State Farm, an auto insurer, announced that it teamed up with researcher, Bert Sperling of Sperling's BestPlaces, to better understand the risk kids face as they take to the streets in search of treats.
According to a release, Sperling's BestPlaces analyzed more than four million records in the Fatality Analysis Reporting System (FARS) from 1990 2010 for children 0-18 years of age on October 31. That detailed analysis revealed the following:
- Halloween Was Deadliest Day of the Year for Child Pedestrian Accidents One hundred and fifteen child pedestrian fatalities occurred on Halloween over the 21 years of our analysis. That is an average of 5.5 fatalities each year on October 31, which is more than double the average number of 2.6 fatalities for other days.
-The "Deadliest Hour" Nearly one-fourth (26 out of 115) of accidents occurred from 6 7 p.m. Over 60 percent of the accidents occurred in the 4-hour period from 5 to 9 p.m.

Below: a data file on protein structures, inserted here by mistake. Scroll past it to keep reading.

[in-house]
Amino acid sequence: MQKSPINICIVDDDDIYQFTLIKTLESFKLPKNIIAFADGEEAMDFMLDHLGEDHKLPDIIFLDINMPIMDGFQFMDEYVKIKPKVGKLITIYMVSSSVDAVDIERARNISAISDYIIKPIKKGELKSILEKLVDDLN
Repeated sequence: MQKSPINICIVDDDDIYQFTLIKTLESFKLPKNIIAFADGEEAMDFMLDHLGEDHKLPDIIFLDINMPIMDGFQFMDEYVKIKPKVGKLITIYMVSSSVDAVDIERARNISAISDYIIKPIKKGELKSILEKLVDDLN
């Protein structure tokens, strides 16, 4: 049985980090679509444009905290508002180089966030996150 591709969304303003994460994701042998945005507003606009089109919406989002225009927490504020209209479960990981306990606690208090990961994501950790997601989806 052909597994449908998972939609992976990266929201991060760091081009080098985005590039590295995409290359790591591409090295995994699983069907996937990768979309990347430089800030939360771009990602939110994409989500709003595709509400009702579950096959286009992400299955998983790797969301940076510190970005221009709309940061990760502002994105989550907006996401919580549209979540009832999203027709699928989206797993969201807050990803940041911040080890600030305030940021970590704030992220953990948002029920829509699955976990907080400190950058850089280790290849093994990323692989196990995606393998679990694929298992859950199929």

-Middle of the Block Most Hazardous Over 70 percent of the accidents occurred away from an intersection or crosswalk.
-Ages Most at Risk on Halloween Most of the fatalities occurred with children ages 12-15 (32 percent of all child fatalities), followed by children ages 5-8 (23 percent).
-Drivers Who Posed the Greatest Risk Young drivers ages 15-25 accounted for nearly one-third of all fatal accidents involving child pedestrians on Halloween.
-Drivers Who Posed the Lowest Risk Drivers ages 36-40 and 61-65 were involved in the fewest child pedestrian fatalities on Halloween. Together, these age groups accounted for nine child pedestrian fatalities (8 percent) in the 21 years of the study.
-Fatalities Declining Each of the last six years of the study (2005 2010) has seen Halloween child fatalities below the 21 year average of 5.5.
"State Farm wants children to be safe every day of the year whether they are inside or outside of a car," says Kellie Clapper, assistant VP of Public Affairs at State Farm. "The analysis of this data highlights the particular need for parents to be especially alert during Halloween."
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